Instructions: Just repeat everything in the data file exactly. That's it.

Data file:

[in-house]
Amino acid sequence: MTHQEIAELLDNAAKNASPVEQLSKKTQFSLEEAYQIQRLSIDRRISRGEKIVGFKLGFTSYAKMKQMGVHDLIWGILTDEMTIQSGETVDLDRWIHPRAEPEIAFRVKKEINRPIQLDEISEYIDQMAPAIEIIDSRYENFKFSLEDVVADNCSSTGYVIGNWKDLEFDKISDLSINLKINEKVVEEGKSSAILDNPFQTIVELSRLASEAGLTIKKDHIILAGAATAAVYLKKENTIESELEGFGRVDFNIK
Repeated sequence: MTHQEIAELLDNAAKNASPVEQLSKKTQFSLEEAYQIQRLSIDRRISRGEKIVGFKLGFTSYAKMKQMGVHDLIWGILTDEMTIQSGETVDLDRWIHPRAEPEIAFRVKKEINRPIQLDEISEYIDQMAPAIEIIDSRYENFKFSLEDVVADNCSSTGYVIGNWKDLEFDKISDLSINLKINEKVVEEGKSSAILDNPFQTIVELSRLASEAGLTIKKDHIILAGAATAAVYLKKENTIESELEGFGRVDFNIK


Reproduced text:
[in-house]
Amino acid sequence: MTHQEIAELLDNAAKNASPVEQLSKKTQFSLEEAYQIQRLSIDRRISRGEKIVGFKLGFTSYAKMKQMGVHDLIWGILTDEMTIQSGETVDLDRWIHPRAEPEIAFRVKKEINRPIQLDEISEYIDQMAPAIEIIDSRYENFKFSLEDVVADNCSSTGYVIGNWKDLEFDKISDLSINLKINEKVVEEGKSSAILDNPFQTIVELSRLASEAGLTIKKDHIILAGAATAAVYLKKENTIESELEGFGRVDFNIK
Repeated sequence: MTHQEIAELLDNAAKNASPVEQLSKKTQFSLEEAYQIQRLSIDRRISRGEKIVGFKLGFTSYAKMKQMGVHDLIWGILTDEMTIQSGETVDLDRWIHPRAEPEIAFRVKKEINRPIQLDEISEYIDQMAPAIEIIDSRYENFKFSLEDVVADNCSSTGYVIGNWKDLEFDKISDLSINLKINEKVVEEGKSSAILDNPFQTIVELSRLASEAGLTIKKDHIILAGAATAAVYLKKENTIESELEGFGRVDFNIK